Chef to Chef: Jason and Walter

Jason Alley, chef/owner of Comfort, and Walter Bundy, longtime chef at Lemaire, get together over dim sum to discuss duck tongue, pickle chicken sandwiches, visiting superstars, and new restaurant plans.

The concept of Chef to Chef is simple: two local chefs (uh, obviously) meet up to to get acquainted, talk shop, and answer a few questions posed by the lovely Genevelyn Steele. Typically they meet at Morton’s The Steakhouse, but tricky schedules put them at Full Kee for this round. They’ll be back at Morton’s next time.

A couple weeks ago Jason Alley, chef/owner of Comfort, and Walter Bundy, longtime chef at Lemaire, got together over dim sum at Full Kee to discuss duck tongue, pickle chicken sandwiches, visiting superstars, and new restaurant plans.

Walter: I don’t get to come here much, I’ve got two little kids. How about [we order] the duck tongue?

Jason: You’ve had it?

Walter: Not here, we used to serve it at the French Laundry.

I don’t have to ask a thing. Both chefs have a lot on the calendar and though good friends, they haven’t seen each other in a little bit. They get to catching up. Jason is fixated on developing ideas for his new restaurant, Pasture, in the old Montaldo’s building on Grace Street.

Jason: The building is a historical building, 4,000 square feet and it will be something new for me. If I see another crooked neck squash I’m going to kill myself. Not that I don’t love my food [at Comfort] but I like creative growth. Pasture will be small plates, still Southern, more composed, but we’ll also have house-ground burgers. I’m working with Bill Chapman, as a consultant. Bill managed Europa, Havana 59, and has an on-line development group. It’s a historical building, and I’m working within the boundaries of a historic space.

I like to see a mission statement. I like to know what a restaurant is going for. Like, I love Julia’s new place [Secco]. It’s awesome. You walk in there and you know what’s going on. On the flip side of that, you know exactly what you’re getting into at Sidewalk too.

Walter: If you bend to everyone’s whim, you lose your identity. It’s all been done before — choose your path and stick to it. I’ve always hunted and farmed. The Bundy Farms [listed on the menu at Lemaire] started in my yard and moved to the parking lot of the hotel. The Bundy Farms ratatouille is on the menu now and the specials are handwritten, stuff from the garden; herbs, kohlrabi, corn, okra will be coming soon.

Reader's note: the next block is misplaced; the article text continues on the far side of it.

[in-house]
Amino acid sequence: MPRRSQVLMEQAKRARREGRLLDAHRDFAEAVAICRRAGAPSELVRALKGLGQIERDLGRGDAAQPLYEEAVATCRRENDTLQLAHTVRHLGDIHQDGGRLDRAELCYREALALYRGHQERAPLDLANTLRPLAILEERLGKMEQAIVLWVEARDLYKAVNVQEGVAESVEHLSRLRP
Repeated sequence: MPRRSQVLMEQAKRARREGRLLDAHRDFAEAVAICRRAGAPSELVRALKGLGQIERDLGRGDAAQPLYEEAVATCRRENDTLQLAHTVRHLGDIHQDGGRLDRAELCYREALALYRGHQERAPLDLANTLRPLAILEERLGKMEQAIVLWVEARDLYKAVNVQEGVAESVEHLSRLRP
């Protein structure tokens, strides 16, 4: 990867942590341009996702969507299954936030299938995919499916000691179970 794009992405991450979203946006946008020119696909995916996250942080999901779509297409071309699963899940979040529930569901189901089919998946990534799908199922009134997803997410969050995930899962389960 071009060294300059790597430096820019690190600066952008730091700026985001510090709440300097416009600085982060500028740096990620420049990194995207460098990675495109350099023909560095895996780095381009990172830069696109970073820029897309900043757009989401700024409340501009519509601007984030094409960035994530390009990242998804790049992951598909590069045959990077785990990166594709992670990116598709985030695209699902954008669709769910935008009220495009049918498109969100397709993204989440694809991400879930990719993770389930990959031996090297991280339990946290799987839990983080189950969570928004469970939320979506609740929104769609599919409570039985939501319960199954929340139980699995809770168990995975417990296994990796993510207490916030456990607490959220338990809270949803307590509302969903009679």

Next weekend is the Rappahannock Oyster tasting and Virginia Living shoot. I’m excited because my father and family have a place in Deltaville.

Jason: Wednesday [August 4] is going to be a blast. I’ll be in Atlanta for a patron’s dinner with Todd Richards [Rolling Bones BBQ] and Jim Shirley, the host chef and owner of Atlas Oyster House. This dinner is just after the Florida Scallop Festival [in the third week of July].

Genevelyn: I have to ask. Eric Ripert was in town and he visited both of your restaurants within hours. Jason, he went to Comfort twice. Spill.

Jason: I’m good friends with [writer and food stylist] Angie Mosier. She and I are both involved in the Southern Foodways Alliance. Angie is also a photographer for Avec Eric [Ripert’s culinary travelogue on PBS].

Jimmy [Sneed] made a reservation at Mamma ‘Zu, and the crew [of Avec Eric] was like, fuck that, we live in Manhattan, why are we going to eat Italian food in the South?

Walter: Eric Ripert was Jimmy Sneed’s sous chef at Watergate. He dined by himself at the bar [Lemaire] and didn’t get mobbed. We have a mutual DC cooking connection. When he was in town he toured Urbana and went to Surry to visit Edwards [Virginia and “Surryano” ham].

Jason: I think he ate with us before he ate with you. He came back another night and waited for a table.

Genevlyn: David Chang admits to craving Popeyes fried chicken, Anthony Bourdain cravenly desires KFC’s drive-through mac’n’cheese. Do you have a junky food lust?

Walter: Ice cream every night. I also make this pickle chicken sandwich [modeled after] Chick-Fil-A. I soak chicken in pickle juice for three days first. It’s a staff meal. It’s awesome, but I never want to put it on the menu, because that’s all I’d make.

Jason: The McRib and Krystal Burgers

Walter: The McRib, they bring it back every ten years — you missed it.

Jason: I didn’t miss it.

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Genevelyn Steele

Genevelyn Steele mixed her first drink, a “Pink Squirrel”, at age six. Dubbed a natural, she was quickly enlisted to bartend at her parents’ soirees.

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